CIA Director William Burns and Gen. James Dickinson, Commander, United States Space Command, will headline the 13th Annual Billington Cybersecurity Summit, that’s happening September 7-9 at the Washington Convention Center. The event is in-person for the first time in two years. The packed, three-day cyber event will address urgent cyber needs for the U.S. by exploring “Transforming Cybersecurity Through a Unified Approach.”  The Hon. Chris Inglis, National Cyber Director, EOP; DHS CISA Director Jen Easterly; and John Sherman, CIO, DoD are among the speakers who will be discussing the hottest cyber trends and issues such as 5G, AI, encryption, Zero Trust, cybercrime, and more. But there are more than 100 speakers from government, military, nonprofits, industry, and academia who will speak at the different sessions, panel discussions, and fireside chats.

3 Reasons to Attend the Billington Cybersecurity Summit

With leading senior cyber government decision-makers talking about key trends and topics, the hope is that this will foster deeper dialogue between government leaders and private industry. But is there really a benefit to attending personally? Here are three key reasons to attend.

1. Network

Don’t underestimate the power of a good network. In a connected world, you can’t just rely on social media to feel connected to others in your industry. You actually need to get some face time in there. And this is a key opportunity to network with a common topic to discuss. So, whether you need to network for yourself or your company, you can’t put a price tag on the opportunity to build relationships within the industry.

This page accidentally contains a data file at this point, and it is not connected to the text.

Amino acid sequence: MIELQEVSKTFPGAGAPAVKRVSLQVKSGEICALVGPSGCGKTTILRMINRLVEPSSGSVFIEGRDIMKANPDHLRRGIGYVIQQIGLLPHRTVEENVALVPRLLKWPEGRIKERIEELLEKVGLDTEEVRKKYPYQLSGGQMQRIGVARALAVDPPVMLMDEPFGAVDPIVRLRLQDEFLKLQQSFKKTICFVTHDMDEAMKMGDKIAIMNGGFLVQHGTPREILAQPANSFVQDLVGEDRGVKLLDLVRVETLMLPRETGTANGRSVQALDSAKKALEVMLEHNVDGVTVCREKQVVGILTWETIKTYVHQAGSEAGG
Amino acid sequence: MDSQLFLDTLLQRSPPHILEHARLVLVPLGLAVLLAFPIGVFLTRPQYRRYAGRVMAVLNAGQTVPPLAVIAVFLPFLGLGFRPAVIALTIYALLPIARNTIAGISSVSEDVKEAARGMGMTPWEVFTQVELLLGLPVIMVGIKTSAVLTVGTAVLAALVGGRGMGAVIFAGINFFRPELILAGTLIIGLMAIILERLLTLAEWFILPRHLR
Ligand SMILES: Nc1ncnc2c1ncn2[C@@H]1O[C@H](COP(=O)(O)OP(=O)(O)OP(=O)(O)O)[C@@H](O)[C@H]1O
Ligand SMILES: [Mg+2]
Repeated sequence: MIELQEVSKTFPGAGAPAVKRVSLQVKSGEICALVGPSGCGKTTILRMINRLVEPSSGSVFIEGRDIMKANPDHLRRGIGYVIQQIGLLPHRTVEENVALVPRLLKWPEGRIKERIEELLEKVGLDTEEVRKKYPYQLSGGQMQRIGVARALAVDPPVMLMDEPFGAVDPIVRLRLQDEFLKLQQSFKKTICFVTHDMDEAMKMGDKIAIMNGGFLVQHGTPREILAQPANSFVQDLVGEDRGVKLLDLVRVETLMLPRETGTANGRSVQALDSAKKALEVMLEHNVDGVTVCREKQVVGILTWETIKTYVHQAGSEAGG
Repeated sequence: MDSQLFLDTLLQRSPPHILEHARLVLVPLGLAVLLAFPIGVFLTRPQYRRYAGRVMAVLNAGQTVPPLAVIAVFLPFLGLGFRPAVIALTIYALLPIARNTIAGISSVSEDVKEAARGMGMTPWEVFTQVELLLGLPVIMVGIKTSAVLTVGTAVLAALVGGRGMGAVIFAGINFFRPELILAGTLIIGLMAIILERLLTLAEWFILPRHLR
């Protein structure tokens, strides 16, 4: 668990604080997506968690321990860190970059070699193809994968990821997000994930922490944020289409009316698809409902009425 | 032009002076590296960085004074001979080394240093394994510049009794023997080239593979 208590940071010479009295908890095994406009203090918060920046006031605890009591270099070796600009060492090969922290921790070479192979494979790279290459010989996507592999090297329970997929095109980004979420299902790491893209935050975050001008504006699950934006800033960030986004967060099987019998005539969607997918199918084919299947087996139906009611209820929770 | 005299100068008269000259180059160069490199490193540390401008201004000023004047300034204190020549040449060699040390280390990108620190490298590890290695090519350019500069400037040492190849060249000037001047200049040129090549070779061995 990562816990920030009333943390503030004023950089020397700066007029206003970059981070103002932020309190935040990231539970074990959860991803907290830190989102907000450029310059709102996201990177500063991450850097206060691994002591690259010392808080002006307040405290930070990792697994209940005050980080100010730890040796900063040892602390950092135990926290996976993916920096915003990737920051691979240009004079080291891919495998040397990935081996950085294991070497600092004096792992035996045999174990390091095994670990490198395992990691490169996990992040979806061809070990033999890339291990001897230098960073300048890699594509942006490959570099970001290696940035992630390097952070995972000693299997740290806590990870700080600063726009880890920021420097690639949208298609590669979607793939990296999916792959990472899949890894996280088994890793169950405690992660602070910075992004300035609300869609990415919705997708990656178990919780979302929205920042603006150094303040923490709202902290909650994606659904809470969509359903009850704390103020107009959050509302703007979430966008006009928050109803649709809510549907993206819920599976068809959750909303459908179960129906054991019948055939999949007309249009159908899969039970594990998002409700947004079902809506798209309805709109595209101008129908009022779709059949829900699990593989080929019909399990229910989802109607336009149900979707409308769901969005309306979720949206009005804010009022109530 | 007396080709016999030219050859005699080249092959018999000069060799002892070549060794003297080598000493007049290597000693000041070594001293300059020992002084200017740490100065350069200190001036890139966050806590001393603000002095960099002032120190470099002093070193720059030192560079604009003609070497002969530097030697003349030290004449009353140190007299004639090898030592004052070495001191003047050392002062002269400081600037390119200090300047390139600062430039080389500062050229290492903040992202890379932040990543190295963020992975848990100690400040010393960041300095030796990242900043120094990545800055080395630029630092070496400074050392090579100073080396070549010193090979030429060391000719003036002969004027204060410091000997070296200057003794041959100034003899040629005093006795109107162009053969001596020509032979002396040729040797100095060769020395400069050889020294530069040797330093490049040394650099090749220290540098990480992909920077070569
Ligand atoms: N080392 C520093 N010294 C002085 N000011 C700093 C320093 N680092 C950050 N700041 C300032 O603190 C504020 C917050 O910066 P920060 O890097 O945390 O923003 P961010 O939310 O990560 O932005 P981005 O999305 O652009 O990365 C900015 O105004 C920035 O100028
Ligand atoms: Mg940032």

2. Collaboration

It’s not every day that you have the opportunity to step away from your desk and think through a host of cybersecurity issues and see how they are being handled at your competitor’s office or in the government. When it comes to cybersecurity, you may want to do things better than your competitor, but neither of you want adversaries to successfully breach companies in national security. If they can come for your competition, they can come for you. Events like this summit open the communications to share best practices and think of unidentified threats. If we want to strengthen the national security community, it happens when we share information.

3. Education

Maybe there’s an area you’ve been meaning to explore. Maybe you have a contract you want your company to bid on, but you’re not sure that you’re understanding all the nuances of one issue. Or maybe you want to take a lateral career step within cybersecurity. Whatever the reason is to learn more, a conference opens up the discussion on a variety of topics. And if you’re finding internal resistance about key cyber issues, it’s a great time to take someone from leadership with you to validate what you’ve been saying.

How to Get There

Amazon Web Services and Raytheon are some of the top sponsors, out of a list of more than 40. Learn more or register at Complimentary government and military tickets are available. Tickets for corporate attendees are $595-$895; academic and non-profits are $125; and students are $25.

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Jillian Hamilton has worked in a variety of Program Management roles for multiple Federal Government contractors. She has helped manage projects in training and IT. She received her Bachelors degree in Business with an emphasis in Marketing from Penn State University and her MBA from the University of Phoenix.